Fans may soon be saying farewell to Apu on The Simpsons, according to Adi Shankar. The animated comedy has been a staple of the FOX slate since it debuted in 1989. The show recently entered into its landmark 30th season, cementing it as not only the longest-running American sitcom but also has produced the most episodes of any prime-time scripted TV show. While high-profile guest-stars - such as Gal Gadot - continue to line-up in order to appear, the show is no longer the cultural milestone and critical juggernaut that it used to be.
The show has experienced a particular backlash in recent years for their portrayal of Asian characters, such as Apu. The subject was brought into the spotlight by Hari Kondabolu. In 2017, Kondabolu released a documentary titled, The Problem with Apu' The show responded to the backlash in the episode, “No Good Read Goes Unpunished,” only to receive even more ire from fans and critics. Since then, many have weighed in on the issue. Even South Park got in on the act, savagely satirizing the controversy. Mastermind of The Bootleg Universe and co-creator of Netflix's Castlevania series, Shankar, offered a more constructive solution, however. Back in April, Shankar opened a contest, calling for aspiring writers to improve, evolve, or subvert the character in an interesting way. The ultimate aim was to take the winning entry and pitch it to The Simpsons' writer's room.
Speaking to IndieWire, Shankar, unfortunately, revealed that Matt Groening is intending to simply "side-step" the controversy by cutting Apu from the show altogether. Shankar cites his sources as two people that work for The Simpsons and a third person that works directly with Groening. It remains unclear whether Apu will receive a swan song or simply disappear. Whatever the case, Shankar believes this decision is a mistake and that it exposes a level of cowardice on the part of the writers:
“If you are a show about cultural commentary and you are too afraid to comment on the culture, especially when it’s a component of the culture you had a hand in creating, then you are a show about cowardice. It’s not a step forward, or step backwards, it’s just a massive step sideways. After having read all these wonderful scripts, I feel like sidestepping this issue doesn’t solve it when the whole purpose of art, I would argue, is to bring us together.”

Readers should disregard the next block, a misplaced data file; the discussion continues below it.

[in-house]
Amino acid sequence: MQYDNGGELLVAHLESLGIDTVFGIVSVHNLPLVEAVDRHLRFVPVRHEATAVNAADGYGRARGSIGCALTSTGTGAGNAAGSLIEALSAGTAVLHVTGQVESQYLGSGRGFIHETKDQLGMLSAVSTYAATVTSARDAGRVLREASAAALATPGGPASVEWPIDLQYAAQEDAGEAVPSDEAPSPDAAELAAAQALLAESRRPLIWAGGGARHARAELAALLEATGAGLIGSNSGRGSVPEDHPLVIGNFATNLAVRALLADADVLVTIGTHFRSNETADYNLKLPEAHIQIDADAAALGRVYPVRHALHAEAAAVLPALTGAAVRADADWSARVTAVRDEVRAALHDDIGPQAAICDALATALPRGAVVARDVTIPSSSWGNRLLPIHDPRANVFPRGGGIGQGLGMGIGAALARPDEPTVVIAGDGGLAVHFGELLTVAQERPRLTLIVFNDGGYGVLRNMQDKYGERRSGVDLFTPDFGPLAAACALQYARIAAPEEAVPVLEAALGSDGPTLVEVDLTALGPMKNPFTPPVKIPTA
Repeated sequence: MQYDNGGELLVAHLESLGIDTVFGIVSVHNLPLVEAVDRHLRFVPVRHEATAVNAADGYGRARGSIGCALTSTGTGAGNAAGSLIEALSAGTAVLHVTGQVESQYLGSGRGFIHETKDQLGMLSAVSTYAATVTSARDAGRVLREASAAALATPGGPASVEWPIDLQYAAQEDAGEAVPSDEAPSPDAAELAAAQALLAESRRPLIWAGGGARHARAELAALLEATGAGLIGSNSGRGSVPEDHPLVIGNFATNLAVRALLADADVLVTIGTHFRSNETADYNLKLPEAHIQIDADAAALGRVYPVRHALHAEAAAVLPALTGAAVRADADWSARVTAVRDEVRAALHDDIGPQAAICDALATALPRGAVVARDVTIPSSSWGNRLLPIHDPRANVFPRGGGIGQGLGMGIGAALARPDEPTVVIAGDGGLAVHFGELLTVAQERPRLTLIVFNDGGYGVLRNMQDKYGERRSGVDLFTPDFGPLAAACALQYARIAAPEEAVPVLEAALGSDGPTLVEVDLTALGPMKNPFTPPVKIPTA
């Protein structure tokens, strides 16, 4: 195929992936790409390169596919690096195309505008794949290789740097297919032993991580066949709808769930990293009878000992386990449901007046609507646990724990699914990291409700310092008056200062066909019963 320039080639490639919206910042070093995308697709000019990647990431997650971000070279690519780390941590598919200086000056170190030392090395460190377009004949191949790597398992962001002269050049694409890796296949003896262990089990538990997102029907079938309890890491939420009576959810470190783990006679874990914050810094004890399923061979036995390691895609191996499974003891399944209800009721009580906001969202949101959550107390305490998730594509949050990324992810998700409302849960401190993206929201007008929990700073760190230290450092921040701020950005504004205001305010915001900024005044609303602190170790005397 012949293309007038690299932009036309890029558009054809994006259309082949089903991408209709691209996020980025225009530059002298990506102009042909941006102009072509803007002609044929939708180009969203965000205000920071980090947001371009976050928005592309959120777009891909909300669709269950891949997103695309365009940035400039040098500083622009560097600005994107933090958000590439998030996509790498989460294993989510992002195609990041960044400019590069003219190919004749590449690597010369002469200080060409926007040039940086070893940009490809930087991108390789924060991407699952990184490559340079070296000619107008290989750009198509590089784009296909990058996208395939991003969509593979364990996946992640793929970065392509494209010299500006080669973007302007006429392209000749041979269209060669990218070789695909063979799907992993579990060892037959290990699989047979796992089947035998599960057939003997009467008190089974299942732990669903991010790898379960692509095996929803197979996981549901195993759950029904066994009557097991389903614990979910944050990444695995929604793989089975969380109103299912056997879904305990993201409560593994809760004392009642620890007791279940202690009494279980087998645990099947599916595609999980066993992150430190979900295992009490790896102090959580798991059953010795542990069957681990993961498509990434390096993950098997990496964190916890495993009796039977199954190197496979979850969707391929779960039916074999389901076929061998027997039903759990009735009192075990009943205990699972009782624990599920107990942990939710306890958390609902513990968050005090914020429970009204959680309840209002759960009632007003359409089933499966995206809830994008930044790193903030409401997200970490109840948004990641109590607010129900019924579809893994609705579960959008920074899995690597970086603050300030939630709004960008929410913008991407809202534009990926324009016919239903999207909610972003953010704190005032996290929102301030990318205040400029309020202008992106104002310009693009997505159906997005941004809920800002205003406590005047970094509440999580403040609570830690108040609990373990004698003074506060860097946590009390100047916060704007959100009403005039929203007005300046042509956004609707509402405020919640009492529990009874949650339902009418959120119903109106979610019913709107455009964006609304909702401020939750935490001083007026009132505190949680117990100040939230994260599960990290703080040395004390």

The winning script - which was written by Vishaal Buch - will not go to waste. With the assumption being that The Simpsons will not use the script, Shankar intends to push forward and bring it to life via his own YouTube channel. Groening previously stated that there are no plans to retire Apu. If he has indeed gone back on that decision, it would almost certainly be a disappointment, whatever side of the debate fans happen to fall into.
The concept of political correctness in comedy is a tricky one to navigate. For many people, they believe that there should be no limits to comedy and what can be deemed funny. Comedy is, after all, an extremely subjective medium, with a wide spectrum of tastes to cater to. On the other hand, there are others who believe that comedy should be more sophisticated and move with the times. What was considered acceptable and humorous in the 80s, when the show first aired, does not always translate well into the modern era. As slowly as it often feels, things have progressed substantially in the decades since, especially in regards to how society views race, gender, and sexuality.
Then again, there are certain arguments from the other side of the fence that do make sense. The Simpsons is a show laden with stereotypes. Characters from Fat Tony to Comic Book Guy, and even Homer himself, are caricatures of one kind or another. While they are not derived from the same kind of weighty, cultural heritage as Apu, they are no more or less a stereotype. The unfortunate downside of cartoons is that sometimes they will be cartoonish. If The Simpsons genuinely feel unable to be the kind of show to evolve and add extra dimensions to their characters, and fans continue to feel largely unable to get on-board with their brand of comedy, perhaps it is time to follow South Park's suggestion. Perhaps it is time to accept that The Simpsons had its place in history but that the time has come for the show to take its final bow altogether.
The Simpsons continues Sunday, November 4, on FOX.